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Posted 03-28-2012 at 02:09 PM by arniekat


Compile and install Dropbox-1.2.49 from
The following tutorial is from that version of the Software. After installing:

Go to the KDE Menu > Internet > Dropbox (Network Storage)

Select “I don't have a Dropbox Account”
Click “Next”

Dropbox Setup
First Name: <First_Name>
Last Name: <Last_Name>
EMail: <EMail_Address>
Password: <Dropbox_Password>
Verify Password: <Dropbox_Password>
Computer Name: <Computer_Name>
CHECK I have read and agree to the terms of service.
Click “Next”

Select your Dropbox Size
2 GB Free
Click “Next”

Choose setup type
Typical - Setup Dropbox with the recommended settings
Advanced - Choose your Dropbox's location, which folders will be synced, and if extended attributes should be synced.
Click “Install”

Welcome to Dropbox. Part 1 of 5
Your dropbox is a special folder on your computer. Simply dropin files and they will be instantly available on any of your other computers and the web.
Click “Next”

Access your files from anywhere using Part 2 of 5
If you need access to your files from someone else's computer, simply login to You can view, download, and upload your files securely from any web browser.
Click “Next”

The Dropbox Notification Area Icon Part 3 of 5
Click the icon to quickly open your Dropbox Folder, access the dropbox website, find help and information, and change your dropbox preferences.
Click “Next”

Share Folders with People You Know Part 4 of 5
You can share any folder in your Dropbox with your friends and colleagues, even if they use a different operating system from you.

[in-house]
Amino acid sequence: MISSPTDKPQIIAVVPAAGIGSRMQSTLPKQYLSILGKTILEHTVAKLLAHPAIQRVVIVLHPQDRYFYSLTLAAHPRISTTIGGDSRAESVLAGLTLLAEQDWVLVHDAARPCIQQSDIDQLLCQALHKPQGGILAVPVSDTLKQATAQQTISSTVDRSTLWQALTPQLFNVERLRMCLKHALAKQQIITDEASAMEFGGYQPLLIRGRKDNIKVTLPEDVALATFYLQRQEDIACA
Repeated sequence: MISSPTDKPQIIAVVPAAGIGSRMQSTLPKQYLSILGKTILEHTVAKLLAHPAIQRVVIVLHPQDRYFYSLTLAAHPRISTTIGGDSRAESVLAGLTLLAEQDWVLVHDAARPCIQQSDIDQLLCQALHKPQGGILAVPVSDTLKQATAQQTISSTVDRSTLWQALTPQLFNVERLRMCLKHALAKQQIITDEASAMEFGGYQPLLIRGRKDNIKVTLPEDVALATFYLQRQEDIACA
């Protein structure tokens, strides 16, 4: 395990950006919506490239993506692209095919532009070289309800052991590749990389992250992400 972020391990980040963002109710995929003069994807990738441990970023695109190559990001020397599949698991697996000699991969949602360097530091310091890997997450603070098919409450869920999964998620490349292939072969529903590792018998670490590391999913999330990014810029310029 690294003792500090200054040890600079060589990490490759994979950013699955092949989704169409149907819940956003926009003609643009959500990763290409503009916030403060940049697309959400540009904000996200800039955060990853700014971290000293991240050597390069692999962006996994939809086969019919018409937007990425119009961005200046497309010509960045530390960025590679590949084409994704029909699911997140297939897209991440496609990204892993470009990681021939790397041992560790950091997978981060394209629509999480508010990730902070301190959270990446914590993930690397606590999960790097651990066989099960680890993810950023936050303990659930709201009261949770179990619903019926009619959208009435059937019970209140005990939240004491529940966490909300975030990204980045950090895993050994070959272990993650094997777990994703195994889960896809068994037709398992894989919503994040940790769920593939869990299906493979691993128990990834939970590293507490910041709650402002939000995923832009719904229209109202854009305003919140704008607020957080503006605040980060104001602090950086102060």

Click “Next”

That's It! Part 5 of 5
Dropbox has finished installing and you're all setup and ready to go. Thanks for using dropbox. We hope you enjoy it.
CHECK Open my Dropbox Folder NOW.
Click “Finish”

A new folder $HOME/Dropbox is created and you will see messages that it is synced with the Dropbox Server. It has a Photos and Public Directory along with a Getting Started PDF Document. The Dropbox applet starts automatically with KDE-4.5.5


Any Personal Files that are confidential should be encrypted before they are synced with the Dropbox Server. First, setup your Dropbox account and make sure it works. Then, you can use the following commands on a folder before you copy it to the Dropbox folder. In this tutorial assume there is a folder named $HOME/Dropbox that gets synced with the Dropbox Server and the folder with the files to be encrypted called $HOME/Backup

$ cd $HOME
Be sure you are doing this as a Regular Non-Root User!

$ tar czf <Backup-Date>.tar.gz Backup
I use the date of the backup as file name <Backup-Date>, but suit yourself.

$ openssl enc -e -aes256 -in <Backup-Date>.tar.gz -out ./Dropbox/<Backup-Date>.tar.gz.enc
enter aes-256-cbc encryption password: <Password> <ENTER>
Verifying - enter aes-256-cbc encryption password: <Password> <ENTER>

$ shred -u <Backup-Date>.tar.gz
This is a way of shredding files and removing them. You still have your Backup Folder to worry about.

NOTE - A really clever way to get passwords is to use Jesse Smith's idea from the Distrowatch article “Head In The Clouds”. It involves getting an MD5SUM of the *.tar.gz and using only the first 16 characters of the MD5SUM as the OpenSSL Password. You keep track of the passwords by putting them into a text file. You can keep the password file safe by using a TrueCrypt Volume, EncFS Encrypted Folders, or a Vim Password Safe-type file.

To decrypt the file

$ openssl enc -d -aes256 -in <Backup-Date>.tar.gz.enc -out <Backup-Date>.tar.gz
enter aes-256-cbc decryption password: <Password> <ENTER>
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